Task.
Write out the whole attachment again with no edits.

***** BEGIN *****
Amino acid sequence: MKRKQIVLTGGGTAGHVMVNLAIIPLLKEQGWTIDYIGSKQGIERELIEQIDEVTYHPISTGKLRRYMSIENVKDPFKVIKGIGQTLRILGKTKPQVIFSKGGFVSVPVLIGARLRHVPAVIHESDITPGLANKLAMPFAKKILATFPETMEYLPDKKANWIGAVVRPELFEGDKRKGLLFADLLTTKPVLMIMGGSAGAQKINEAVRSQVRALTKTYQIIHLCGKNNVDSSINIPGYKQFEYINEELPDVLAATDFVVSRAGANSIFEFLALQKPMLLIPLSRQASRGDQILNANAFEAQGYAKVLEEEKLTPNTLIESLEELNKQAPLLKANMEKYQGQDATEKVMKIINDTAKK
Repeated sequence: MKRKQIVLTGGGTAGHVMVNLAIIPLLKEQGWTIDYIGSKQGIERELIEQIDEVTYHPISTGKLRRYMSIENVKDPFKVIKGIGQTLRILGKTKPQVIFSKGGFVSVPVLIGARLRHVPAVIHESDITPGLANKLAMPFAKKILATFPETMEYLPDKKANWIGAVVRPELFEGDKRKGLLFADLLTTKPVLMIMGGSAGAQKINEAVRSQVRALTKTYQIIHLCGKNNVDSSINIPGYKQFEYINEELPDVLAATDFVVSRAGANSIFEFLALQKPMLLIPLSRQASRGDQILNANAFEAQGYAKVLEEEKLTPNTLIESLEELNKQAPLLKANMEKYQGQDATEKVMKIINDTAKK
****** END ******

Amino acid sequence: MKRKQIVLTGGGTAGHVMVNLAIIPLLKEQGWTIDYIGSKQGIERELIEQIDEVTYHPISTGKLRRYMSIENVKDPFKVIKGIGQTLRILGKTKPQVIFSKGGFVSVPVLIGARLRHVPAVIHESDITPGLANKLAMPFAKKILATFPETMEYLPDKKANWIGAVVRPELFEGDKRKGLLFADLLTTKPVLMIMGGSAGAQKINEAVRSQVRALTKTYQIIHLCGKNNVDSSINIPGYKQFEYINEELPDVLAATDFVVSRAGANSIFEFLALQKPMLLIPLSRQASRGDQILNANAFEAQGYAKVLEEEKLTPNTLIESLEELNKQAPLLKANMEKYQGQDATEKVMKIINDTAKK
Repeated sequence: MKRKQIVLTGGGTAGHVMVNLAIIPLLKEQGWTIDYIGSKQGIERELIEQIDEVTYHPISTGKLRRYMSIENVKDPFKVIKGIGQTLRILGKTKPQVIFSKGGFVSVPVLIGARLRHVPAVIHESDITPGLANKLAMPFAKKILATFPETMEYLPDKKANWIGAVVRPELFEGDKRKGLLFADLLTTKPVLMIMGGSAGAQKINEAVRSQVRALTKTYQIIHLCGKNNVDSSINIPGYKQFEYINEELPDVLAATDFVVSRAGANSIFEFLALQKPMLLIPLSRQASRGDQILNANAFEAQGYAKVLEEEKLTPNTLIESLEELNKQAPLLKANMEKYQGQDATEKVMKIINDTAKK